Federal and state governments should help rural communities improve local access to health care by facilitating community-based discussions about potential solutions for access problems and by providing:

  • relevant demographic and utilization data;
  • appropriate incentives for managed care plans to extend needed coverage to rural areas;
  • incentives and assistance in recruiting and retaining all types of health care personnel; and
  • technical assistance to rural and underserved communities that seek to develop delivery systems and identify alternative ways to provide access to health care (such as tele-medicine systems and improved transportation resources).

Uncompensated care

In this policy: FederalState

Federal and state governments should adopt policies that:

  • encourage nonprofit hospitals to provide free care to people who are indigent and lack access to health insurance coverage,
  • either require or encourage for-profit and nonprofit hospitals to charge uninsured people discounted prices comparable to those negotiated with insurers, and
  • prevent both types of hospitals from engaging in onerous debt collection practices against people who are indigent or uninsured.

Federal and state governments should require hospitals to freely disclose information about charity care and about discounts available to qualified patients. In addition federal and state governments should require hospitals to make information about their prices available to patients at any time so that they can anticipate the costs of care.

States should monitor the level of uncompensated care and other community benefits provided by nonprofit hospitals, and should evaluate whether those benefits are commensurate with the value of the tax exemptions the hospitals receive.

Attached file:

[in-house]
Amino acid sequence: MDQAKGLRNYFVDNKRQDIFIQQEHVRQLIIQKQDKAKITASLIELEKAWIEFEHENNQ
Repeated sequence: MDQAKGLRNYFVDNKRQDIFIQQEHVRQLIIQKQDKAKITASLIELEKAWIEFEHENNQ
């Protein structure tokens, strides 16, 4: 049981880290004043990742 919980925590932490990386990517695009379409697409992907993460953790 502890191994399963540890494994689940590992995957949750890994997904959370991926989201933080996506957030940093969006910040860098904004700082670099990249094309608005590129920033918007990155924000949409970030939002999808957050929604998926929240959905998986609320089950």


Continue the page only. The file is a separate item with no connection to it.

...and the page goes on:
Individualized wellness plans

In this policy: Federal

The federal government should take steps to ensure that people who receive individualized wellness plans through community health centers are monitored to ensure that the plans adequately respond to their health needs. Special attention should be given to plans for patients with multiple chronic illnesses.

Training for community health workers

In this policy: FederalState

States and the federal government should ensure that community health worker education includes training in working with an older adult population.

Volunteers

In this policy: FederalLocalState

Until health care coverage is attained for all, federal, state, and local governments should support efforts to create and maintain access to health care for the uninsured through innovative community-based approaches, such as the use of volunteer health care personnel and donated medical equipment.

In all cases where health care is offered through voluntary efforts or donated equipment, consumer protections should be maintained by checking the adequacy of professional licenses, ensuring practice competencies, retaining a patient’s right to full and just compensation for injuries resulting from inappropriate care, ensuring adequate malpractice insurance coverage for volunteers, and implementing other appropriate quality-control measures.

Volunteer efforts cannot fully or adequately address the problems of the uninsured, but they are a valuable component of the safety net.